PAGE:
For such a study, I found a The Relationship Between Grief and Personality — A Quantitative Study by Lisa Prosser-Dodds, who presented this study of 239 individuals’ responses to grief as part of her PhD (I’m assuming it was also the starting point for her soon-coming book). Her study asks, ” Is there a difference in grief response between groups with differing MBTI personality types?” According to her, previous explorations of the MBTI’s role in grief are very few. She mentions four:
a 1990 study of 51 bereaved mothers that said, “Extroverts reported higher levels of coping resources and focused on Social, Cognitive, Emotional and Spiritual resources.” The sample group mainly consisted of Extroverts and Feelers.
a 1999 study of 14 people who had lost a spouse. This study “found differences in styles of grieving between varying personality types” but not “a significant use of inferior function,” which we would expect to show up in times of stress.
the 1990 book Recovery From Loss, which I’ve alredy mentioned. Prosser-Dodds thinks their 20-step recovery model is presented “at a level of intellectual requirement that most grievers might become unable to digest,” and notes their observations are “not grounded in empirical data.”
the 1994 book Voices of Loss, compiling first-hand accounts of grief and loss (not necessarily due to death) from various personality types. It is also “not based upon empirical data.”
What We Can Learn
If you’re interested in reading part of Prosser-Dodd’s study, her summary of results begins on page 68 of this PDF document. The aspect of her findings that I found most surprising was that “When the dominant function aspect of the personality was compared, none of the results showed significant differences. All six subscales and the total scale scores failed to support the hypothesis.” Given Naomi Quenk’s writings on the role of inferior functions in times of stress, this is quite shocking. I would have assumed eruptions of the shadow played a key role in grief, but our dominant function might actually have more to do with how we grieve than our inferior functions.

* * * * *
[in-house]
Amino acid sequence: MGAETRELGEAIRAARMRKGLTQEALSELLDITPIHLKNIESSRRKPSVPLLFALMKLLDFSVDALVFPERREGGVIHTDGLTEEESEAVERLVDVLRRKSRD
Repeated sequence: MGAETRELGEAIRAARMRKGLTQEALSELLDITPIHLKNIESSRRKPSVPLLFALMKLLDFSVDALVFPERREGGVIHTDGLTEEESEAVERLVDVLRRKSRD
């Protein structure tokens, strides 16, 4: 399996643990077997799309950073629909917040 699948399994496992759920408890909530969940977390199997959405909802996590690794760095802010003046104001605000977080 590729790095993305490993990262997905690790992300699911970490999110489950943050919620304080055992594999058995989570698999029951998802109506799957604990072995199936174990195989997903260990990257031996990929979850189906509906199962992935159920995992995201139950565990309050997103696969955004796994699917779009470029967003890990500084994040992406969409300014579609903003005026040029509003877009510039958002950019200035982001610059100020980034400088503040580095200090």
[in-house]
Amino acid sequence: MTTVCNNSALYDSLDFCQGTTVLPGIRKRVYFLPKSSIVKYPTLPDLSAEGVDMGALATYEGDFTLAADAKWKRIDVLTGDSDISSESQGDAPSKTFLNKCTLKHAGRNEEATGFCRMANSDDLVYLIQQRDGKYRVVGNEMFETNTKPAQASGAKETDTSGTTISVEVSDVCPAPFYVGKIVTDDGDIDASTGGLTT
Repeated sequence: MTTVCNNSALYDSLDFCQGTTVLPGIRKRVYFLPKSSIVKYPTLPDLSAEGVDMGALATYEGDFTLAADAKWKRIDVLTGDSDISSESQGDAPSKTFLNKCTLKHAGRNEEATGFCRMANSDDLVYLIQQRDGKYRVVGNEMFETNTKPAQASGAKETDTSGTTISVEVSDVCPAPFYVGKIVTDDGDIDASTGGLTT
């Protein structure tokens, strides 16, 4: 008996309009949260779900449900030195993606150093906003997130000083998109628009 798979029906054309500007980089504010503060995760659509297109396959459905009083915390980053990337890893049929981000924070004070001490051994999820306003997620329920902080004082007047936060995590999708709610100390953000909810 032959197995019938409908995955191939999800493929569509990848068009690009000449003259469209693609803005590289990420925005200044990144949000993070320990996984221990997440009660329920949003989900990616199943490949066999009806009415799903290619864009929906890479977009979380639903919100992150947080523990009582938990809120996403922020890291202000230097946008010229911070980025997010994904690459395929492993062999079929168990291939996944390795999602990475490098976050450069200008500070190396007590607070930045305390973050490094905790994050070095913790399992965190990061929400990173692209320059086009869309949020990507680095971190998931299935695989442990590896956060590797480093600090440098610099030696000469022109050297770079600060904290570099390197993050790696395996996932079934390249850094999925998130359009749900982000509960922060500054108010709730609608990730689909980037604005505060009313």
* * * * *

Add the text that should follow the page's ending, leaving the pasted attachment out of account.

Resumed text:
Instead, “the results that showed the most significant differences were with the predictor variable functional pairs (NT, ST, NF and SF).” This probably wouldn’t have surprised Isabel Myers, since that is the method she used to divide personality types into four groups: “ST- Practical and Matter of Fact Types,” “SF – Sympathetic and Friendly Types,” “NF – Enthusiastic and Insightful Types,” and “NT – Logical and Ingenious Types.”
Prosser-Dodd found that NF types had “higher levels of despair, disorganization and detachment” in their grief response, as wells as “slightly less personal growth.” NF type tend to feel things deeply in general, so it is hardly surprising that our grief response involves high levels of emotion. They are, however, better able than thinking types to find meaning in the tragedy of loss and regain balance in relation to the world.
Intuitive Thinkers scored lowest on all aspects measured by the Integration of Stressful Life Events Scale. This measures the ability to make meaning out of a loss and to find one’s footing in the world while recovering. Prosser-Dodd said that considering NT types as “as the logical and strategic types, it would follow they might struggle with a comprehension of the loss in general and perhaps find it difficult to regain their footing in world following a loss.”
SF and ST Types
On the scales of despair, disorganization, and detachment the ST and SF types scored in between the NF and NT types, with SF types just a bit higher than ST types. Interestingly, ST types were the most likely to use a loss for personal growth. SFs scored higher than STs in being able to find their footing in the world and make meaning out of a loss (they’re better at this than NF types, as well).